And listing 10 years next to 2 makes it sound overwhelming -- more overwhelming than the actual H2H of 21-15, which you listed -- but you do not say that they did not even meet in 1986. Or that they met only once in 1987, 1988, 1991 and 1992. (Their meeting on French Open clay in 1988 was very close and to McEnroe's credit, being his weakest surface; that's hardly a year of "domination.")

* Lendl was ranked year-end number one on 4 different years. So was McEnroe, except that McEnroe’s 1982 number one ranking does not make any sense whatsoever. He was not even number 2 that year.Again, in this sort of comparison you cannot go without mentioning that Lendl's last year at #1 was 1989, a year that not many people would give him at #1. If you do, that's one thing, and you can say why. But you don't even mention it, but you do mention 1982.

Finally, there's more that could be said for McEnroe. The Dallas WCT Finals was a huge event in its time, and McEnroe won it five times. He was 2-1 with Lendl at that event, including a win in 1989.

What I'd like to see is someone making their case, but making the best case possible for both players, rather than simply piling up the stats for one player and then challenging others to come up with countering stats. I don't mean that we shouldn't have an opinion for make a case. I just mean, include stats that are easy enough to include. Davis Cup, WCT Finals, 1989, the true H2H in 1980, those should not be hard to remember and there's no reason to leave them out.

CyBorg
04-21-2008, 09:49 AM
Well, geez, I sure hope it doesn't come to that... I think I might just have to relent on McEnroe vs. Lendl in that case!

haha, no. No need for that. I do think you're way mistaken about Wimbledon v Roland Garros. I understand maybe if Lendl played in the 70s, but in the 80s RG was already huge and more important than Wimbledon to hearts and minds of many fans in this world.

And we have to realize and grass and clay have been companion surfaces going back about a century. In the 20s we had Cochet the clay guy and Lacoste the grass guy. The difference is that Wimbledon has been able to convince much of the world that it has the monopoly on true tennis greatness. What a bunch of mythological baloney. It's just white colonial superiority nonsense. Kind of like the British monarchy. None of this holds true anymore and it probably never did, except for in the minds of certain folks who hold up the All-England club as a shrine.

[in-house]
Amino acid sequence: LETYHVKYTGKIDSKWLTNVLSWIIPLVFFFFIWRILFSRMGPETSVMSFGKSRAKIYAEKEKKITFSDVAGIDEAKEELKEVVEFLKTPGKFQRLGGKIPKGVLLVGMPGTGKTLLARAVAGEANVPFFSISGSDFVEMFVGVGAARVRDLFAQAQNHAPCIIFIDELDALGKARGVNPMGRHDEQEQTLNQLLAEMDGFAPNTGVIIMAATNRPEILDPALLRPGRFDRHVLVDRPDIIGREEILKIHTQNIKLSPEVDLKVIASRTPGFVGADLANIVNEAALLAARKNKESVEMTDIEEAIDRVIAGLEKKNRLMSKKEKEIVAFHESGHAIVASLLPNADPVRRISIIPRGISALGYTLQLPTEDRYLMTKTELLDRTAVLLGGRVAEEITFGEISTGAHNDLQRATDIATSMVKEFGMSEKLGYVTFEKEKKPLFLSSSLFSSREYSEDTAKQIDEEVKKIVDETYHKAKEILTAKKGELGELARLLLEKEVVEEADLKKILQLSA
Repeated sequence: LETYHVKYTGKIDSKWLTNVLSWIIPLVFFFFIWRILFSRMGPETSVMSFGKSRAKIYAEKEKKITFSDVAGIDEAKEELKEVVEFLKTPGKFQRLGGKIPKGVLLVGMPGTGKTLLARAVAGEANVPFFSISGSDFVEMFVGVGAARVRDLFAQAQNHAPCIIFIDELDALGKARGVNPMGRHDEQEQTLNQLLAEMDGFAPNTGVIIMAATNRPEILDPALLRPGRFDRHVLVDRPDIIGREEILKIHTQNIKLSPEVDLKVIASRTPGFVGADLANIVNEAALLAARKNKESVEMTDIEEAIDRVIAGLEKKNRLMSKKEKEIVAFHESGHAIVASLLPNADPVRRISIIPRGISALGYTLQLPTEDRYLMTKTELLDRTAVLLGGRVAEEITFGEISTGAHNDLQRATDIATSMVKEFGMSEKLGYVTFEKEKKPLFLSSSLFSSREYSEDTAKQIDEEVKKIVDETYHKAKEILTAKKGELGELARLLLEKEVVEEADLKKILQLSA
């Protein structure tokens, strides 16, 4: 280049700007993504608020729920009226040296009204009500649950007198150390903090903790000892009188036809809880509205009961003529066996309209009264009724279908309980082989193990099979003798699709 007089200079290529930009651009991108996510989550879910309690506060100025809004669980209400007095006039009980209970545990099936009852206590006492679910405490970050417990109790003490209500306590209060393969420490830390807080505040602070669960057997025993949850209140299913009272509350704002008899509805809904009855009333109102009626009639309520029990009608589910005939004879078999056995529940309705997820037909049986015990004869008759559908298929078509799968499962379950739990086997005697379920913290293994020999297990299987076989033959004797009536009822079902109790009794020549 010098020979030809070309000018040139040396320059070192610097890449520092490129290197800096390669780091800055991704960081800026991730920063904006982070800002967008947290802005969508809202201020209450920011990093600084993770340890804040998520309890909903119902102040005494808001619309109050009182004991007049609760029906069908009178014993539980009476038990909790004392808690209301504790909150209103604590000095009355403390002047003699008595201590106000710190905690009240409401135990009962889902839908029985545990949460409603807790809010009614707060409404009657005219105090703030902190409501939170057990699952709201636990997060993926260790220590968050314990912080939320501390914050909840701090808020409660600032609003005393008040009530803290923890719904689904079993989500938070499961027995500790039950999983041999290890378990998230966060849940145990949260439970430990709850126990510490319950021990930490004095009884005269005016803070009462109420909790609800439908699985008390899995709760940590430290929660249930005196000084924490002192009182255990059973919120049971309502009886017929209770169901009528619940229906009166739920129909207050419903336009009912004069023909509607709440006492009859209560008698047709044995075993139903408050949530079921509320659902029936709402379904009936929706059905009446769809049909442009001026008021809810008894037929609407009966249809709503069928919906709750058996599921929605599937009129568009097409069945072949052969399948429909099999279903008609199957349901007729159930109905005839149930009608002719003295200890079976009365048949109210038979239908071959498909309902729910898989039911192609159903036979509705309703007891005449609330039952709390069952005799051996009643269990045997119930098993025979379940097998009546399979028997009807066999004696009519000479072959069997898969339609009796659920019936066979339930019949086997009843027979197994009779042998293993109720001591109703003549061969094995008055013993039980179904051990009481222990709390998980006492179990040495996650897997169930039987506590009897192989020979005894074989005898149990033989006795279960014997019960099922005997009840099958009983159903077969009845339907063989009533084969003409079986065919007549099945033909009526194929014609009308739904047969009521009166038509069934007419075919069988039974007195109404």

Lendl and Federer Fan
04-21-2008, 10:19 AM
Lendl's head to head with McEnroe is 21-15.

1. Weaker surface comparison (grass/clay)

Both Lendl and McEnroe failed to win the biggest tournament on their weakest surface; but Lendl on grass was demonstrably more dominant than McEnroe on clay. After all, Lendl reached the Wimbledon semifinal (or better) 7 times; and the final twice. He also reached the grass-AO semifinals (or better) 3 times and the final once. And he also won Queen’s twice, once beating Becker in the final.

Having taken care of the weaker surface comparison, we will examine the overall record.

2. Overall record

Here things move overwhelmingly in Lendl’s favor. There is any number of significant stats you can present as evidence. As far as I can tell, Lendl comes ahead on all of them except one: McEnroe had the single-year best winning percentage in 1984 with a 96% winning record that remains unequaled. Lendl's best year is at about 93.

As for the rest:

* Lendl won 8 slams to McEnroe's 7. He also won 3 of the 4 slams, to McEnroe's 2

* Lendl reached 19 slam finals to McEnroe’s 11

* Lendl reached 28 slam semifinals to McEnroe’s 19

* Lendl won 5 Masters to McEnroe's 3

* Lendl reached 9 Masters finals (consecutive) to McEnroe’s 4 (in all)

* Lendl reached 8 US Open finals (consecutive) to McEnroe’s 5 (in all)

* Lendl was ranked number one for a total of 270 weeks (second after Sampras to date). That is the equivalent of 5.2 years. I don’t have McEnroe’s numbers for this but it is certainly much lower, by at least 50 weeks.

* Lendl was ranked number one for 157 consecutive weeks. Again, I don’t have McEnroe’s figure, but it would be considerably lower.

* Lendl was ranked year-end number one on 4 different years. So was McEnroe, except that McEnroe’s 1982 number one ranking does not make any sense whatsoever. He was not even number 2 that year.

* Lendl reached at least one GS final for 11 consecutive years, to McEnroe’s 7

* Lendl has the 2nd highest peak ELO rating in the history of tennis after Federer. McEnroe has the 7th highest.

* Lendl won 94 singles titles (by ATP count) to McEnroe’s 77

* Lendl won 144 singles titles (including titles not counted by the ATP) to McEnroe’s 90